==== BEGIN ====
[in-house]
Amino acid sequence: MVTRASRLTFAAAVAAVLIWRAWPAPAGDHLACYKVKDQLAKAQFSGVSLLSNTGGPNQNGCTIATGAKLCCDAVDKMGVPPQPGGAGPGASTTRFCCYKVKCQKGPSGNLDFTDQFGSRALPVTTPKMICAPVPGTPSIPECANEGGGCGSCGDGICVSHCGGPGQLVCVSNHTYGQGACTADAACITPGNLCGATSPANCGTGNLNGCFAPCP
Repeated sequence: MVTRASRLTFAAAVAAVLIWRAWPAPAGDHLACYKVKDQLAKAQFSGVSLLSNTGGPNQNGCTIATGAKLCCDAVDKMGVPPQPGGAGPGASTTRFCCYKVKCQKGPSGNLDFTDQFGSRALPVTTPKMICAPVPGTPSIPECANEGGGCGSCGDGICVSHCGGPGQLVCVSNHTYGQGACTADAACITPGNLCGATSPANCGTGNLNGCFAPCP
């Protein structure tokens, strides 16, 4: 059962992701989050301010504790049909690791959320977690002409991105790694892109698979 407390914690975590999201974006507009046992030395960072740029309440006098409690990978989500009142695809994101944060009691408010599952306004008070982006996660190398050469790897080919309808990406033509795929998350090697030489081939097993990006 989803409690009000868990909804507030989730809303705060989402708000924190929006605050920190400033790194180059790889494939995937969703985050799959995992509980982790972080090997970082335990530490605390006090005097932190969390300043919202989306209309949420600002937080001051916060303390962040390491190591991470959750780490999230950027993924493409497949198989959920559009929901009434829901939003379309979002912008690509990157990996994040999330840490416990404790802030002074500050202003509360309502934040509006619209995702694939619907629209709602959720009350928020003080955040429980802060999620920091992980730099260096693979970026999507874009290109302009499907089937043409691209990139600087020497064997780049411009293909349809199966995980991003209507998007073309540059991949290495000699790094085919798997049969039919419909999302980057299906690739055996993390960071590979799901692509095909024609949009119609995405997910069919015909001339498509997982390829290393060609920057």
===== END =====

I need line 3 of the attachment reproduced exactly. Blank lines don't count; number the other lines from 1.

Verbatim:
Repeated sequence: MVTRASRLTFAAAVAAVLIWRAWPAPAGDHLACYKVKDQLAKAQFSGVSLLSNTGGPNQNGCTIATGAKLCCDAVDKMGVPPQPGGAGPGASTTRFCCYKVKCQKGPSGNLDFTDQFGSRALPVTTPKMICAPVPGTPSIPECANEGGGCGSCGDGICVSHCGGPGQLVCVSNHTYGQGACTADAACITPGNLCGATSPANCGTGNLNGCFAPCP